It’s also interesting seeing the reactions from other clubs to postponements.

AFC Wimbledon made a statement on Boxing Day calling on the EFL to “stamp down on clubs cancelling games due to Covid-19”.

They’ve made it clear that despite not having much in the way of budgetary resources, they have gone above and beyond protocols to ensure that they can fulfil fixtures… and that if they can do that, then why can’t other clubs with more money.

I fully understand their position, as it only takes one team to have issues to force a match to be postponed; which can then mean a club who have been ready to play every game could end up being forced to play catch-up at the end of the season in the manner of Rotherham United last year through no fault of their own.

From the outside, the simple answer would be to force teams to play underage players to fill the gaps in their squad but there are issues with that which might not appear visible at first glance.

For example, at Blues the u23s do not have a game until January so some players (Oriol Soldevila as an example) have returned home for Christmas, meaning that there are issues with immediately bringing them into the squad.

Then there are clubs where the u23s are training in a separate bubble to the first team to try to reduce contacts and possible infections for the first team group. That complicates bringing those u23 squad players into the main group.

And then finally, there is the Derby issue.

Derby were forced last season to field a team of u23 players in the FA Cup due to a Covid breakout in their first team group. That rebounded on them at the start of this season as the EFL told them that those players would count as full professionals, meaning that Derby would not be able to postpone games due to a lack of their players following their transfer embargo and financial problems.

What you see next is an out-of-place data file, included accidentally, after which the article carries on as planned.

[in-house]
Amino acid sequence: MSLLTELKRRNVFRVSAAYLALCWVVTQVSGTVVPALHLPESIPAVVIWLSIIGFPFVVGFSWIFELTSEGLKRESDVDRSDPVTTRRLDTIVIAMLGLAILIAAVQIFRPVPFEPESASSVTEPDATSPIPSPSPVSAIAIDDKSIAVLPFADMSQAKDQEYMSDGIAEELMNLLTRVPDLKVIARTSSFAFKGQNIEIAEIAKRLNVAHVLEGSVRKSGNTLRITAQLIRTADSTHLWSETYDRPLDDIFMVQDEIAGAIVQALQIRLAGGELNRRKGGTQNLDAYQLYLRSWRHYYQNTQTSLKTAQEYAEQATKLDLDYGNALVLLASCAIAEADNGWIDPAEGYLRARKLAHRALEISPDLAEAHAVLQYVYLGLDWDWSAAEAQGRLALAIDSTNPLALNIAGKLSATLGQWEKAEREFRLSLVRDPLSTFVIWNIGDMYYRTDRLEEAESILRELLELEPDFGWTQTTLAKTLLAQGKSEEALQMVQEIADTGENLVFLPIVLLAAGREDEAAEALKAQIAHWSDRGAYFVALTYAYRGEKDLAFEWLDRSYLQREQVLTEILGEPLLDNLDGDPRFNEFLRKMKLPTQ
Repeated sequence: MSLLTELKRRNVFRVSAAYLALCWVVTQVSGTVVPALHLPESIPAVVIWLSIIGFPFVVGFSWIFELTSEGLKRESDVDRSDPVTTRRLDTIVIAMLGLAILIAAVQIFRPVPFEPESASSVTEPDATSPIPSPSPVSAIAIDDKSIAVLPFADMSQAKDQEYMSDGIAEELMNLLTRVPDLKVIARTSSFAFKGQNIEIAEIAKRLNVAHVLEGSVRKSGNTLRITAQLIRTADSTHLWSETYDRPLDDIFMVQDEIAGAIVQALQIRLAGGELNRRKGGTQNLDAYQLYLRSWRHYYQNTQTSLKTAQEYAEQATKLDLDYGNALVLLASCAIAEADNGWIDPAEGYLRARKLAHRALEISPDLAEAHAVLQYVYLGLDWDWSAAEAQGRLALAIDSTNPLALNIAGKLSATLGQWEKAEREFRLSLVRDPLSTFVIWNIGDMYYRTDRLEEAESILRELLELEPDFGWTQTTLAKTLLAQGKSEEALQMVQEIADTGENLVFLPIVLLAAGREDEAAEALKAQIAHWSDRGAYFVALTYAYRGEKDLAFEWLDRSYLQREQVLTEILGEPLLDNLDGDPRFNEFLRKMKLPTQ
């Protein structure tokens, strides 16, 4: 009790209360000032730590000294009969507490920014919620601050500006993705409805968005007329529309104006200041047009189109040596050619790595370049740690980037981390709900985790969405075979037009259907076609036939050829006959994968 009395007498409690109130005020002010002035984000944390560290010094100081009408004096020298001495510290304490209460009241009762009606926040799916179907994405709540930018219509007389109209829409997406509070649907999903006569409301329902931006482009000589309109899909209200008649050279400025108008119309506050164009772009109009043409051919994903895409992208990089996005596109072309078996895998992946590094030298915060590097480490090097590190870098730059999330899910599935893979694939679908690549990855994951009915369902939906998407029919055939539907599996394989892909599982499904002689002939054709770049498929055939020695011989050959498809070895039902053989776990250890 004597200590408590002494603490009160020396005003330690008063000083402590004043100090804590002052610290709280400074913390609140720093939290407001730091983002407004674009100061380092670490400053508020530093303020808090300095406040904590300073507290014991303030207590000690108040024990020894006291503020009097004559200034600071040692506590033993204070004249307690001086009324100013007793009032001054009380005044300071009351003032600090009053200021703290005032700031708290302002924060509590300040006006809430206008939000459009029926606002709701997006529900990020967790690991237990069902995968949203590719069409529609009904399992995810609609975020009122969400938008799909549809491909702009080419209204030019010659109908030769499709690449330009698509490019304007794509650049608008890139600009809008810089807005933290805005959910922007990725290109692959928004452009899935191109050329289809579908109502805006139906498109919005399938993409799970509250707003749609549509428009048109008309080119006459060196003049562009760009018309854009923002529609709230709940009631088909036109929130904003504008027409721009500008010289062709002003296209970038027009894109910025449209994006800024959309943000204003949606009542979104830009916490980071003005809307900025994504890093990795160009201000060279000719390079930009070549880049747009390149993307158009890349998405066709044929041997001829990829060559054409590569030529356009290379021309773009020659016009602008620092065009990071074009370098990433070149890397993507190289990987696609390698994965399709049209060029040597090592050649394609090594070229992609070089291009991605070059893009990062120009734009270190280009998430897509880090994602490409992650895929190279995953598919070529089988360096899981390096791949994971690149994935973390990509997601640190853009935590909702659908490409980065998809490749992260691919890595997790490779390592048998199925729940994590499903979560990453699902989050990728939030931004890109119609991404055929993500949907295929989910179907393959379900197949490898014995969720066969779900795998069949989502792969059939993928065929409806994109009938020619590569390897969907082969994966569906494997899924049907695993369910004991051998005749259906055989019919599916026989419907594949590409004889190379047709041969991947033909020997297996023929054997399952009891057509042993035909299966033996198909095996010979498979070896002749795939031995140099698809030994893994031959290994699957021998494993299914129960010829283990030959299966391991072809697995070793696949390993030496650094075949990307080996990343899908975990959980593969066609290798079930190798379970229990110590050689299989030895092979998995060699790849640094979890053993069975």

There is a possibility teams will be reluctant to give u23 players their first team bow if it means that they will then be forced to use them in the future when they might not want to.

With winter now upon us and the possibility of the weather affecting if fixtures can be played in addition to Covid issues, it could make for a very interesting spring and more issues for the EFL. Throw in an earlier start to the season next year due to World Cup 2022 taking place in Qatar in November, and the possibility of extending the season seems unlikely.

I think the EFL have to make some big decisions, and quickly.

While I think the idea of five substitutes seems a sensible one, I think it’s more important that the EFL revise their stance on how players are counted so that clubs do not feel punished if they have to field players from their u23 or u18 squads. If that means the suspension of those leagues so that youth players can train with first team groups then so be it.

Either way with Covid cases at record levels it seems prudent that the EFL does something.